Usability of warious formats or getting lost?
Looking at the amount of cameras of different types and format piling up in front of me I began to wonder.
Is there a time or do you feel at a point going from finding different formats versatile to feel you get lost in a wilderness of choices in formats and cameratypes? If so at what point?
Yes, a bit. I use 35mm, 120, and 4x5. The fact is 120 would serve all my needs. Hell, 35mm with film like Ektar or Velvia probably would too, there is plenty of resolution there really.
But yes, I could easily simplify down to 120, very easily in fact, but I just like trying new things too much. I had sworn off 35mm a couple of month ago, but now I'm eyeing up a Voigtlander Prominent...
Proving GAS is an incurable decease.
Originally Posted by thegman
I like the ability to shoot square or use the different aspect ratios of the different cameras I have but sometimes I wonder whether I have got to many different negsizes to play with.
When a mechanic works on a vintage De Soto car he probably uses different tools than when he works on a brand new Toyota. It is terrific to have a variety of tools to choose from when one wants to get something done.
I know a home remodeler that sometimes goes to Little Tokyo in Los Angeles and buys unique Japanese woodworking tools, some of which are very different than Western tools and are perfect for some jobs.
I use different formats deliberately. My main 3 are 5x4 (or 10x8), 6x6 and 6x17 I most shoot LF though and the 6x6 is for handheld quick portability it gets most use outside my main project work. The 6x17 tends to be used for specific shots.
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For me format is what is the end results going to be. If its black and white to be enlarged much over 8x10 then is the 4x5 or 8x10 film. Anything smaller or color its digital, unless its really nice then I'll shoot color hybrid. I have a Mamiya 645 with three lens' that has not been used in almost 10 years.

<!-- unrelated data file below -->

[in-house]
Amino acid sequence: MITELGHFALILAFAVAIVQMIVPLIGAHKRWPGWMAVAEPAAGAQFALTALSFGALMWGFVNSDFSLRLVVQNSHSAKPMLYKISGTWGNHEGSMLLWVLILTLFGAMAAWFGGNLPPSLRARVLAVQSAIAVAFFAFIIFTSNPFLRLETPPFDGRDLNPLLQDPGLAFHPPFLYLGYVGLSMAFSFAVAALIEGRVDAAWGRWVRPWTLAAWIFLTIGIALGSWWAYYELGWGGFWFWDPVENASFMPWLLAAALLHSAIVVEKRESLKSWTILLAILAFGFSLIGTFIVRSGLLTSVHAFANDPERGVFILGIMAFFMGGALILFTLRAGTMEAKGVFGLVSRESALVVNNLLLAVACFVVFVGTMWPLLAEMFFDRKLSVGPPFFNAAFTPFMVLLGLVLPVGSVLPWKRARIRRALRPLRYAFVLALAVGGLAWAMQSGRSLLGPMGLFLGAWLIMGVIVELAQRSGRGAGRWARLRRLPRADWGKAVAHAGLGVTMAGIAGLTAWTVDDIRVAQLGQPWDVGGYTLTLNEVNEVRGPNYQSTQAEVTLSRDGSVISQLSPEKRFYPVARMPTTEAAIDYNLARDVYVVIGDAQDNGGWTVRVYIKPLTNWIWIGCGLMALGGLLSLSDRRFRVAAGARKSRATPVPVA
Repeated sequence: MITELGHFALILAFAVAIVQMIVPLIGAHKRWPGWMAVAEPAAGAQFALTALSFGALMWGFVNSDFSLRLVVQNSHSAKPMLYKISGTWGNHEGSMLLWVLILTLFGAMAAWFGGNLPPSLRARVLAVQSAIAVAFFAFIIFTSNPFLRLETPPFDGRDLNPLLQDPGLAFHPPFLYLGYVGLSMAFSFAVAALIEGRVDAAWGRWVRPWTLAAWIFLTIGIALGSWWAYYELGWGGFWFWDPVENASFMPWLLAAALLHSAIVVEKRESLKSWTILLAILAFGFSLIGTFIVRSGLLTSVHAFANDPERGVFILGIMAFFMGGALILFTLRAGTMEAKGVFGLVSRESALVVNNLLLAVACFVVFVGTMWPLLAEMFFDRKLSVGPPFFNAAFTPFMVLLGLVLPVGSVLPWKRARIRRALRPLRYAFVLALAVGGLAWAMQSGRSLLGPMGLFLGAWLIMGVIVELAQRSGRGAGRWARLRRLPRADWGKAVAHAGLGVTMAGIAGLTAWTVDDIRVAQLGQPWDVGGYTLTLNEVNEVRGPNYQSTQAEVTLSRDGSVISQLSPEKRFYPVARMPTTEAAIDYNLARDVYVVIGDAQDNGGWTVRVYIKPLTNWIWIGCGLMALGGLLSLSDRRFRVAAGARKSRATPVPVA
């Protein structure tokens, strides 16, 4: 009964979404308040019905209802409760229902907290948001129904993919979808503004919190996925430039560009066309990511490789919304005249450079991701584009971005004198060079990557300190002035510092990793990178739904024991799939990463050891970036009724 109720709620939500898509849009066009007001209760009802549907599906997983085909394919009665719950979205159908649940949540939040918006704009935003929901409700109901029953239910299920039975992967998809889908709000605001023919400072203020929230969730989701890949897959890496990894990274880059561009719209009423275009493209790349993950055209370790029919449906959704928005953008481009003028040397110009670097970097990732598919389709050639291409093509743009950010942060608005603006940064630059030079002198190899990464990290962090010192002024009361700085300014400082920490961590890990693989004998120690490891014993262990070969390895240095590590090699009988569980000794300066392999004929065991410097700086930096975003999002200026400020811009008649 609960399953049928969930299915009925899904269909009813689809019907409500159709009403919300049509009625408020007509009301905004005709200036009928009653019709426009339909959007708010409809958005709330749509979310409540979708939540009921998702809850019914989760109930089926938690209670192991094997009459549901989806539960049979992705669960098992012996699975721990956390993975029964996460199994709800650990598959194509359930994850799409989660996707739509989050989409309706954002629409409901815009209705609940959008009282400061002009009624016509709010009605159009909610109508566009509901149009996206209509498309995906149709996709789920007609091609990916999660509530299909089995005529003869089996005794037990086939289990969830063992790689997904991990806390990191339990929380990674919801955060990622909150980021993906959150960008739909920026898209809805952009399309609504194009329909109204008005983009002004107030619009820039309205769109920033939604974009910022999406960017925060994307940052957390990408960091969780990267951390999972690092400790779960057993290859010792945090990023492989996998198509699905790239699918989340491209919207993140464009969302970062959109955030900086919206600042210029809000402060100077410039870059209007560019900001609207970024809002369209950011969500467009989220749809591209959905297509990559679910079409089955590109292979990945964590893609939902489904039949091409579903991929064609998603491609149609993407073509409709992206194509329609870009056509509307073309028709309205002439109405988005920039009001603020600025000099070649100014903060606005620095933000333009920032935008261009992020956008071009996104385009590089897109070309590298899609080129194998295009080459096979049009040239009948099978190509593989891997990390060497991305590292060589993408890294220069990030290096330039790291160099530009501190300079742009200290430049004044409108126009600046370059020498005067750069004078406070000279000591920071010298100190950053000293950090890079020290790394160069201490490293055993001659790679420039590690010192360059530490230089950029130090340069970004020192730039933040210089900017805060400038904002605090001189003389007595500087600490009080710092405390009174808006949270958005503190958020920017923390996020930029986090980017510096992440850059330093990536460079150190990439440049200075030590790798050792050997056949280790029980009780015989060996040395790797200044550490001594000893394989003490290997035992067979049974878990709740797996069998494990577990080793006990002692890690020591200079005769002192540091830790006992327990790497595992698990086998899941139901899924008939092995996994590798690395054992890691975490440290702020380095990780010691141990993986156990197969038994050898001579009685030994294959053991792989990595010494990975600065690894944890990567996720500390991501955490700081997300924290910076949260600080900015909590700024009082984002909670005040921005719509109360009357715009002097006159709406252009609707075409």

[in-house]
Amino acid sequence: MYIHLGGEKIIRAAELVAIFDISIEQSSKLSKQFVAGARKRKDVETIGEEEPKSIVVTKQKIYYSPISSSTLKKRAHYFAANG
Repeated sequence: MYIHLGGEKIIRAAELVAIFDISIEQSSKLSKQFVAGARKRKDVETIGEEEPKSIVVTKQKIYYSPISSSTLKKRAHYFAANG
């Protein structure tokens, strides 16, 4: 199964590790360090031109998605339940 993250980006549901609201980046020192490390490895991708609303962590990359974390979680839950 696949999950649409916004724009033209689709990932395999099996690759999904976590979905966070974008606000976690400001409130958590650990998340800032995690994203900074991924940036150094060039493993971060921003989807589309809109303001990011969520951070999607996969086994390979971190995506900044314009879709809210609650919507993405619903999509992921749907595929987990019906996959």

Soeren, I started still photography with a Nikkormat, eventually got a Retina to use as a cycling camera. The Retina wouldn't hurt me as badly if I spilled and landed on it and would cost less to replace.
I moved up to 2x3 (you'd say 6x9) when I'd taken enough wild flower shots that weren't fully satisfactory. On 35 mm, my choices were a close-up of the flower that excluded its setting but showed the fine details or a shot of the flower in its setting with the fine details poorly resolved. 2x3 solved that, more or less. In recent years I've shot mainly 2x3.
Most recently I've moved a little up to 6x12, haven't shot enough yet to be sure that what I gained is worth the expense and effort.
In cine I settled on Super 8 and ran through a number of cameras. Used S8 cameras aren't as reliable as one could want, so one needs a main camera and a back-up for when the main camera dies. I replaced the second cameras, one at a time, with nicer and nicer ..., eventually ended up with a nice kit. For my budget and preferences S8 was the only format that made much sense. 8/8 had no advantages, offered worse image quality because the regular 8 frame is smaller than the S8. Larger formats want more expensive film and larger heavier everything.
I try not to have too much redundancy within formats, so that each camera has a reasonably well-defined niche. There are exceptions (I've got two working TLRs as well as a 6x6 folder, for instance), but settling on a format and/or shooting style narrows down my space of choices quite a lot.
It also helps to have a sense of the cameras as individuals. I can't necessarily tell you *why* some subjects are just an obvious fit for a particular camera, but I can fairly often look at something and say "oh, the Voigtlaender would like that". Presumably this effect is mostly psychological---the truth is, the Voigtlaender doesn't give a damn what I point it at---but it works anyway.
San Diego, CA, USA
The lady of the house has to be a pretty swell sort of person to put up with the annoyance of a photographer.
-The Little Technical Library, _Developing, Printing, And Enlarging_
My personal limit has been to stick with one camera of each format that I'm willing to do darkroom work with. So that leaves me with a 35mm digital, a 35mm film, a 120 and a 4x5. I've been fortunate that each one showed up at a time when I was ready for it
The only exception is a "needs work" graflex from WW2 that I took on as one might take on a stray dog that needs a little kibble and a blanket of its own to turn its life around.
After dealing with that for 30 years I have a practical solution. I make small prints from small negatives and big prints from big negatives. That is, I try to keep my enlarger magnification ratio similar (to some extent). That way I am just as happy with my tiny Minox prints as I am with my 16x20 prints from 8x10 negatives.
Originally Posted by Soeren
What I was doing ten years ago was enlarging everything to 16x20 (even Minox!). The Large Format stuff frequently looked so much better, thus casting doubt on the utility of the smaller formats.